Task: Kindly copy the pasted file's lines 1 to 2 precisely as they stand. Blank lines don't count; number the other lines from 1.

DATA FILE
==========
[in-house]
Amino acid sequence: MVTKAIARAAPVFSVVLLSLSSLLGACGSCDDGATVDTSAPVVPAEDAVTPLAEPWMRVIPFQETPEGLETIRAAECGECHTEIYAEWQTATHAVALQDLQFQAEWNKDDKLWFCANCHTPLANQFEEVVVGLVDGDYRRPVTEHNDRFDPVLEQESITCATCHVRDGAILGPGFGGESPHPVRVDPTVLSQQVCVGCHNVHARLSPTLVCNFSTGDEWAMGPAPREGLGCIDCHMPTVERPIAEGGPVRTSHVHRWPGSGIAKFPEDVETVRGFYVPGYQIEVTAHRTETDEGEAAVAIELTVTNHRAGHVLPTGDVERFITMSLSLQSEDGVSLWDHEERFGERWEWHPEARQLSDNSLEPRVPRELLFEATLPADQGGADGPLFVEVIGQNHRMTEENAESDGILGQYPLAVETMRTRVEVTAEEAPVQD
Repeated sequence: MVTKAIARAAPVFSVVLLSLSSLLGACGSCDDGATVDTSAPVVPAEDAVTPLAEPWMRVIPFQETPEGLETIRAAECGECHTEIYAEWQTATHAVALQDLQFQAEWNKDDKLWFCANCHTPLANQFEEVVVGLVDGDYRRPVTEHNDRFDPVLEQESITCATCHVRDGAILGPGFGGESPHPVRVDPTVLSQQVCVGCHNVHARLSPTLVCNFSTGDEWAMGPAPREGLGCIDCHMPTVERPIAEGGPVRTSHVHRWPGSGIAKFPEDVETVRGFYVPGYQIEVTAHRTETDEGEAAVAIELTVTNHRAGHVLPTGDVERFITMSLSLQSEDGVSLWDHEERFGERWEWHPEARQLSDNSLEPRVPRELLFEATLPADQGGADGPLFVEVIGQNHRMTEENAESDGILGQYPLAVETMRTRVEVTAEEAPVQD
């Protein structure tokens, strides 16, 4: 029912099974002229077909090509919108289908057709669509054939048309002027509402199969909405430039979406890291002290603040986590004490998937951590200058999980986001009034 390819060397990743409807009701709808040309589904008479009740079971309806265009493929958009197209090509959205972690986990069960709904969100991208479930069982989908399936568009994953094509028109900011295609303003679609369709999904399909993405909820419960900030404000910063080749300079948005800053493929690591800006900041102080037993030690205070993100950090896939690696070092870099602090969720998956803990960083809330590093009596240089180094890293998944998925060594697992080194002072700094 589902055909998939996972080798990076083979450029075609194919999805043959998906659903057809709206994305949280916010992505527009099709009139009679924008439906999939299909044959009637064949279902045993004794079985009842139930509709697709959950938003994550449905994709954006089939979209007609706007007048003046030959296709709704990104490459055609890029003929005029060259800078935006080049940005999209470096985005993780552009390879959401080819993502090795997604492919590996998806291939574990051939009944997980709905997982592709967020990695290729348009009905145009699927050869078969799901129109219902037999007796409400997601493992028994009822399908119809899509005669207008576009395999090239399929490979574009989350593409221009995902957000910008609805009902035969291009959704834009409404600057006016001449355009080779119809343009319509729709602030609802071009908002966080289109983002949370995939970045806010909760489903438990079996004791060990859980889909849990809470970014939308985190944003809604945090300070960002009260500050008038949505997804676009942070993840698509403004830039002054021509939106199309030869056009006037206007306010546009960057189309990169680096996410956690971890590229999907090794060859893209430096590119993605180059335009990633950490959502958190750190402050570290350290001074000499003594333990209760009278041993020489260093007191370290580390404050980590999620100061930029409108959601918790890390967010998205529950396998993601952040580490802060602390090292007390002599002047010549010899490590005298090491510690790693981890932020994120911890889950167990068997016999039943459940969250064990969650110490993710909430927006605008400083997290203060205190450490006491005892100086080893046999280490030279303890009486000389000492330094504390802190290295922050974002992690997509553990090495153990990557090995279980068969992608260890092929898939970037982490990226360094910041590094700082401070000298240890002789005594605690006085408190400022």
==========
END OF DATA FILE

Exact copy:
[in-house]
Amino acid sequence: MVTKAIARAAPVFSVVLLSLSSLLGACGSCDDGATVDTSAPVVPAEDAVTPLAEPWMRVIPFQETPEGLETIRAAECGECHTEIYAEWQTATHAVALQDLQFQAEWNKDDKLWFCANCHTPLANQFEEVVVGLVDGDYRRPVTEHNDRFDPVLEQESITCATCHVRDGAILGPGFGGESPHPVRVDPTVLSQQVCVGCHNVHARLSPTLVCNFSTGDEWAMGPAPREGLGCIDCHMPTVERPIAEGGPVRTSHVHRWPGSGIAKFPEDVETVRGFYVPGYQIEVTAHRTETDEGEAAVAIELTVTNHRAGHVLPTGDVERFITMSLSLQSEDGVSLWDHEERFGERWEWHPEARQLSDNSLEPRVPRELLFEATLPADQGGADGPLFVEVIGQNHRMTEENAESDGILGQYPLAVETMRTRVEVTAEEAPVQD